Like Jim Lahey's bread, the New York Times chocolate chip cookie recipe achieved cult status seemingly overnight. Billed as the very best in chocolate chip cookies, the recipe came accompanied by a breakdown of the baking chemistry that makes them extraordinary--the flat oval feves, the very specific size, the cold dough that goes straight into the oven. Like Lahey's bread, the major secret to their sublimity is time. What works for bread--a long overnight rise--works for cookies: a long rest in the fridge to age the dough and let all of the ingredients mingle happily. It's no surprise that I, a huge fan of long-rise refrigerator bread baking a la Lahey and Peter Reinhart, would be attracted to these cookies. But being the persnicketly grown up that I am, and able to do whatever I want with a recipe, perfection be damned, I couldn't leave the recipe alone. They might have been Jacques Torres' perfect chocolate chip cookies, but they weren't mine. So here's what I did:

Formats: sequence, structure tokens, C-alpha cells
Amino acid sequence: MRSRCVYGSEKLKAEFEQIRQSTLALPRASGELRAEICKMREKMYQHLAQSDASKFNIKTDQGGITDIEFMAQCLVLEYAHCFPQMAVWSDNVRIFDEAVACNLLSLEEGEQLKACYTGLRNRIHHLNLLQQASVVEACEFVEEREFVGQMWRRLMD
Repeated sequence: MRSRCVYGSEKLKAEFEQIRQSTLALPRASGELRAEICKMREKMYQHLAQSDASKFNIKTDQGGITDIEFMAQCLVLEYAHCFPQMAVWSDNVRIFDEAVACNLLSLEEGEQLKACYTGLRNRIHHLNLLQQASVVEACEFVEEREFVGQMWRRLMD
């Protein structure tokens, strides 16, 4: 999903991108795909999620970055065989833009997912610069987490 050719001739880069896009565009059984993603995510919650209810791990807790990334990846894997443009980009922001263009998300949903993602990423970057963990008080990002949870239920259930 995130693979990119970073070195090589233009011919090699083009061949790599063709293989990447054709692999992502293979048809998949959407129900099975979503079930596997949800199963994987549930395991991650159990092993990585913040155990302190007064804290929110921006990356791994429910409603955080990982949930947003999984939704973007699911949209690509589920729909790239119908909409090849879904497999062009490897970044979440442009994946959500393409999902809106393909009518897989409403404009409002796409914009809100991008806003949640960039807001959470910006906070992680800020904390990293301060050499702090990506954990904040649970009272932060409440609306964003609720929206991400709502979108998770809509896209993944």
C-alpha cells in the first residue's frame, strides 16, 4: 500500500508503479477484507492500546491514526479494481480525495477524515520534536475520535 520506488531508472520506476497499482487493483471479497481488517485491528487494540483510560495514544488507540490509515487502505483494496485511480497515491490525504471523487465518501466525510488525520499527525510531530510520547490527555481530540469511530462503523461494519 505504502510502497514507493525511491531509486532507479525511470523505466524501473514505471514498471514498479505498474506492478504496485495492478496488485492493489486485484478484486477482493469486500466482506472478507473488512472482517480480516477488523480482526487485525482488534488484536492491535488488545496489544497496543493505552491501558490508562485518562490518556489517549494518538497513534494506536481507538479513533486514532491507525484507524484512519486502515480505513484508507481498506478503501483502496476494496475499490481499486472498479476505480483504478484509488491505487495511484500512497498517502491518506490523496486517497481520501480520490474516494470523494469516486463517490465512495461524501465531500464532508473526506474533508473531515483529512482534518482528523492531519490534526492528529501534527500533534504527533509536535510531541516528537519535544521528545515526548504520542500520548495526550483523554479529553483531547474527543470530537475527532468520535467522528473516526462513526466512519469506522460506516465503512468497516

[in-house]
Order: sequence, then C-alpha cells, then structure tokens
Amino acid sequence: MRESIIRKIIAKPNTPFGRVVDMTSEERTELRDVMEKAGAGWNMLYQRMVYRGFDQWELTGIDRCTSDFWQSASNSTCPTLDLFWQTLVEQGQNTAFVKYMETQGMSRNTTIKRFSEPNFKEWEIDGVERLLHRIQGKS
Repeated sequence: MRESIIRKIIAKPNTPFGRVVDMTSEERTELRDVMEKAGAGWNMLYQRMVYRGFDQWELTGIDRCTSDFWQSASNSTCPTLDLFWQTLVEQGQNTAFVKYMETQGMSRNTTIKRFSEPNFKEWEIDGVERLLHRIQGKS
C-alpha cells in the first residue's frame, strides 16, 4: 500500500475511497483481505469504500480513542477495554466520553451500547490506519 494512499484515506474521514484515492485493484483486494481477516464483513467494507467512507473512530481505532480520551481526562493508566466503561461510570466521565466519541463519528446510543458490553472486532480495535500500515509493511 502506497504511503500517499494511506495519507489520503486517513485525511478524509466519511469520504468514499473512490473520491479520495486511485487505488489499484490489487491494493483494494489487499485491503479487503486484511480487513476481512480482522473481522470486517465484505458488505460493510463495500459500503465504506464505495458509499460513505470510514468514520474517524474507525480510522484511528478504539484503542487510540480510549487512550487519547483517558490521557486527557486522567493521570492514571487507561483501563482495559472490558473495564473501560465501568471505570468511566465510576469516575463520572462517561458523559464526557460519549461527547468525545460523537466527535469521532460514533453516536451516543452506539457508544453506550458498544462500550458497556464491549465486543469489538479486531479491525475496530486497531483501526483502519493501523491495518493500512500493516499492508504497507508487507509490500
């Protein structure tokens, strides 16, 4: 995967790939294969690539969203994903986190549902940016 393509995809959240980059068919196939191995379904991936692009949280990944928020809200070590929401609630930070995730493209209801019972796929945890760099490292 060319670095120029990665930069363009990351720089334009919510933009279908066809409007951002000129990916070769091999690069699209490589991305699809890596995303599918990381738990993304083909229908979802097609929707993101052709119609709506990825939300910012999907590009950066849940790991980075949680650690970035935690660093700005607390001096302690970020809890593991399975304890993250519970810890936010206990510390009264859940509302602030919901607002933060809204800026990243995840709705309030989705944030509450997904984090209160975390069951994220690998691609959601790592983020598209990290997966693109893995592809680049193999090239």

Firstly, I swapped out half of the white flour for whole wheat. Kim Boyce's 100% whole wheat chocolate chip cookies from Good to the Grain are another cult favourite, and I love the nutty bite whole wheat flour gives to my old standby. It also makes me feel better about baking ginormous cookies, and never being able to stop at just one. Being a PhD student and not exactly rolling in dough (unless we're talking actual bread), I wasn't prepared to buy 1 1/4 pounds of pricey Valrohna feves, the flat oval chocolate disks the original recipe calls for. Besides, using that much chocolate made for a cookie that was more chocolate than dough, and I like a bit more balance. I cut the chocolate down to a pound, and for a nice bit of textural variety used half best-quality chocolate chips, and half slivered 70% chocolate from a thin bar. You get thin strata of gooey chocolate layered throughout the dough, but the nice resistant bite of whole chips too. And finally, I changed the shaping method a bit. I don't know if the New York Times bakers have super heavy-duty cookie scoops that us mere mortals don't, and superhuman biceps to go along with them, but there was no way I was going to be able to scoop dough cold from the fridge. It was solid. So I did the smart thing, and shaped the cookies--smaller than the full-sized ice cream scoops the original insists you use, because I like more cookies, because that means more to share--before aging the dough. The nice thing about doing it this way is that you can refrigerate the dough you want to bake straight away (i.e. in 24-36 hours, oh the torture), and freeze the rest. The frozen dough can go straight onto a cookie sheet and into the freezer; straight out of the freezer, they take 20 minutes on the dot to bake, which is a very reasonable amount of time to wait for what I consider my perfect chocolate chip cookie.